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Wednesday, April 26, 2006

Anti-British Sentiment

I saw this on Volokh and had to post it. A Duke law professor wrote one of the most (uninentionally) hilarious pieces I've ever read in a Canadian newspaper, or anywhere. The professor's name is Michael Byers. I'm going to post some of my favorite quotes.

Still, millions flock to the country, like moths to a flame.
I was on my way to a conference in San Diego when I surrendered my green card. The next morning, out for an early run, I saw scores of Mexican men tending lawns and flowerbeds. Later, a woman from Guatemala cleaned my hotel room.

(I like the fact that people always think they know what is best for immigrants. Why would you come here rather than going to live in Canada, or staying in Mexico? Perhaps because you know that you will be able to get the best life possible here. Not everyone is a posh law prof who can afford to pick up and move to Canada in easy luxury, indeed, can live almost anywhere in some form of luxury. I'm really tired of the "I know what's best for you" attitude, especially toward immigrants. I know many immigrants, including quite a few illegals. And they have a better life here than they did back home. Otherwise, they would leave.)

Next quote: But after Sept. 11, 2001, fear replaced curiosity as the standard response to things unknown. Before 9/11, my wife's English accent often generated a friendly response, including the comment "You sound just like Princess Diana." After the attacks, the warm chatter gave way to a strained silence.

(Yup, because everyone is scared of Britishers. I know their teeth can sometimes jump out at you, but I must say I've never been afraid of an Englishman, barring soccer hooligans. And I somehow doubt that this was a real reaction. I doubt that the English accent was a burden and a curse to the young lady, prompting random searches, suspicion, etc.)

Needless to say, my opinions attracted considerable hostility, all the more so because I was expressing them from within a conservative law school at a conservative university in the very conservative South. I stood my ground, but it wasn't easy. And then it occurred to me: The United States wasn't my country; it wasn't a place for which I wanted to fight. My thoughts drifted northward, to the place where my values had been forged.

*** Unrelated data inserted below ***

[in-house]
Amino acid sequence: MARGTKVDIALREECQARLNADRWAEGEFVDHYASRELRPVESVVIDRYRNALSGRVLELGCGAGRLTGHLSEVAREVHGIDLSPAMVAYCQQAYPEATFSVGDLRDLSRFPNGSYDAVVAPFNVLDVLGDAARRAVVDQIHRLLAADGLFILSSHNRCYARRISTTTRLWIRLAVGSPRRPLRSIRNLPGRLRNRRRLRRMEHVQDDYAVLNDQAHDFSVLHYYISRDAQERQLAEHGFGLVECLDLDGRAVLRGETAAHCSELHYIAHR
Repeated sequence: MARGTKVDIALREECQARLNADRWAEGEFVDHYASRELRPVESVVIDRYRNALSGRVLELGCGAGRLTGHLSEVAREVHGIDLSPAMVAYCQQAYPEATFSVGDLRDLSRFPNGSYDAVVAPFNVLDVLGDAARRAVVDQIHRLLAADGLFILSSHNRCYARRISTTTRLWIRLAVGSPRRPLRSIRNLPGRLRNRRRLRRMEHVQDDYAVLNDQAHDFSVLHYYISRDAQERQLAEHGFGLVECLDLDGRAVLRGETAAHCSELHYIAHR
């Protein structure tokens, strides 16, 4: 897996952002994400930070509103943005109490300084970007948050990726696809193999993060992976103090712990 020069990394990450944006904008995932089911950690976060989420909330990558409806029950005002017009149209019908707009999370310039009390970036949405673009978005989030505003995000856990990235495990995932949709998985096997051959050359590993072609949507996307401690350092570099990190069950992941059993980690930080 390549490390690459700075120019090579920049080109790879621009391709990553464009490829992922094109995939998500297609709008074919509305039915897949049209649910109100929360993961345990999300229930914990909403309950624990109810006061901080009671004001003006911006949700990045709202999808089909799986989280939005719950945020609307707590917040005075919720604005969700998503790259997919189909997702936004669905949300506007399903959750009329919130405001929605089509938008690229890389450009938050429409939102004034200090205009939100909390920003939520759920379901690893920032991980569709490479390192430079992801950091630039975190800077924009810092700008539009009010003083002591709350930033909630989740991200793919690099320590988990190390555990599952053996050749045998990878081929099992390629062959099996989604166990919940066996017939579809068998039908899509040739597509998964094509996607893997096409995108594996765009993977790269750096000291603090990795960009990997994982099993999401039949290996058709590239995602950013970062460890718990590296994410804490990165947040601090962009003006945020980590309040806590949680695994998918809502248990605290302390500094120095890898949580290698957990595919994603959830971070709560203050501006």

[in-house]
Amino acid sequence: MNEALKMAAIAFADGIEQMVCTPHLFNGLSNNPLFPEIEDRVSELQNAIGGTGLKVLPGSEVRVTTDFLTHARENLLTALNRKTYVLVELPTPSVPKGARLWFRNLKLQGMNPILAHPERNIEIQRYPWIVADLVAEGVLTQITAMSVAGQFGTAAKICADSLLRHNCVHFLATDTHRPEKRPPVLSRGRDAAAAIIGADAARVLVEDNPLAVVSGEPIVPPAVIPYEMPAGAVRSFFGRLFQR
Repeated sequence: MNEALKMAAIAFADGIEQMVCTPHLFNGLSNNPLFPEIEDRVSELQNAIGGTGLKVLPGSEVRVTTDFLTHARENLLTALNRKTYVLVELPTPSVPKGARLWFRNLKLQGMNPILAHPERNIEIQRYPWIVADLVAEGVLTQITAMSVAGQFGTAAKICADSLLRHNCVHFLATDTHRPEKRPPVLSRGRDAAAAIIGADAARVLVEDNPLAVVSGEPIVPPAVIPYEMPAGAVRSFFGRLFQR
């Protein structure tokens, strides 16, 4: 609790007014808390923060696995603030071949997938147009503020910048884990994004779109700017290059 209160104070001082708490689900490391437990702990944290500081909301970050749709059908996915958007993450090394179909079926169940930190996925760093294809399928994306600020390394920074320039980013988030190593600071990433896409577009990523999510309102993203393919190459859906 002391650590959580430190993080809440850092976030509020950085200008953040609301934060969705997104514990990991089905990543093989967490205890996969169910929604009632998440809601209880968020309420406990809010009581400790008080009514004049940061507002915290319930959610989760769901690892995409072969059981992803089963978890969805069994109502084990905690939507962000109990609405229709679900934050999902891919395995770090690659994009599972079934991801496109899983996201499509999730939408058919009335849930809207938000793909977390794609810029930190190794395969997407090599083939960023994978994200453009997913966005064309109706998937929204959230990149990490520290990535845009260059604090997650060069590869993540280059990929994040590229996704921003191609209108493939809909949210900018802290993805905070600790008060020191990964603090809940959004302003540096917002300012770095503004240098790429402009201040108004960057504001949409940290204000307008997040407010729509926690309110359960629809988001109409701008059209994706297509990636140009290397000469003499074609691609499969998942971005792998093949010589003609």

(Yup. Ol' Conservative Duke. Practically the stronghold of the neo-cons. Express an opinion even somewhat liberal, and you are instantly isolated and ostracized. Terrible. On the list of conservative bastions it ranks just above Berkely. Seriously, who writes this stuff? Joe Stalin wouldn't call Duke conservative.)

And finally, my favorite: The moment was upon me. My heart bursting with pride, I looked the immigration officer in the eye and said, as simply and non-judgmentally as possible: "I have chosen to live permanently in Canada."
"Permanently?" he asked.
"Yes," I said, "Of course."

(I'm sorry, it's next to impossible to have a heart "bursting with pride" about Canada. To be fair, it's next to impossible to be "bursting with pride" about residence in Minnesota (and I love Minnesota). They're bland, uninteresting, and somewhat dull places sometimes. Maybe that's what you like. Canada really hasn't ever harmed anyone. You can love that. But you can't be proud of being from a country has contributed nothing. And finally, good riddance, Mr. Byers. Now, if we can just get the Baldwins to live up to their promise.)


Hey now, Stephen Baldwin, the only really cool Baldwin (on account of his collaborations with Pauly Shore, especially Bio-Dome) is a GWB supporter. TAKE THAT ALEC!
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